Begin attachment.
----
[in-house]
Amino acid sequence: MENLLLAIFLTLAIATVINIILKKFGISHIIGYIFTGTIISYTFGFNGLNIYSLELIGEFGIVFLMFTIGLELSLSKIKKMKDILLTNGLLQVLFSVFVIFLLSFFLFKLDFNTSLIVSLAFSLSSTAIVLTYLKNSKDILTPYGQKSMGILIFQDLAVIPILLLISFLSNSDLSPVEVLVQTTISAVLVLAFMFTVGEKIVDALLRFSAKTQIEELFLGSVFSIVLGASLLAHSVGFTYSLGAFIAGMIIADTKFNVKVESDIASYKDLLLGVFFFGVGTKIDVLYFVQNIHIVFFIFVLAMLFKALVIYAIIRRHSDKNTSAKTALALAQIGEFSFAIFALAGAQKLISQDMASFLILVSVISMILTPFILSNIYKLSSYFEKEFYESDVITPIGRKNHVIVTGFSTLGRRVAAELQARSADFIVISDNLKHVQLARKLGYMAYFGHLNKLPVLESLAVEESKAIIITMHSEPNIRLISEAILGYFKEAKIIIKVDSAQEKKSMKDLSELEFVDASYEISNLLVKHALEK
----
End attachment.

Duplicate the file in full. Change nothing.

[in-house]
Amino acid sequence: MENLLLAIFLTLAIATVINIILKKFGISHIIGYIFTGTIISYTFGFNGLNIYSLELIGEFGIVFLMFTIGLELSLSKIKKMKDILLTNGLLQVLFSVFVIFLLSFFLFKLDFNTSLIVSLAFSLSSTAIVLTYLKNSKDILTPYGQKSMGILIFQDLAVIPILLLISFLSNSDLSPVEVLVQTTISAVLVLAFMFTVGEKIVDALLRFSAKTQIEELFLGSVFSIVLGASLLAHSVGFTYSLGAFIAGMIIADTKFNVKVESDIASYKDLLLGVFFFGVGTKIDVLYFVQNIHIVFFIFVLAMLFKALVIYAIIRRHSDKNTSAKTALALAQIGEFSFAIFALAGAQKLISQDMASFLILVSVISMILTPFILSNIYKLSSYFEKEFYESDVITPIGRKNHVIVTGFSTLGRRVAAELQARSADFIVISDNLKHVQLARKLGYMAYFGHLNKLPVLESLAVEESKAIIITMHSEPNIRLISEAILGYFKEAKIIIKVDSAQEKKSMKDLSELEFVDASYEISNLLVKHALEK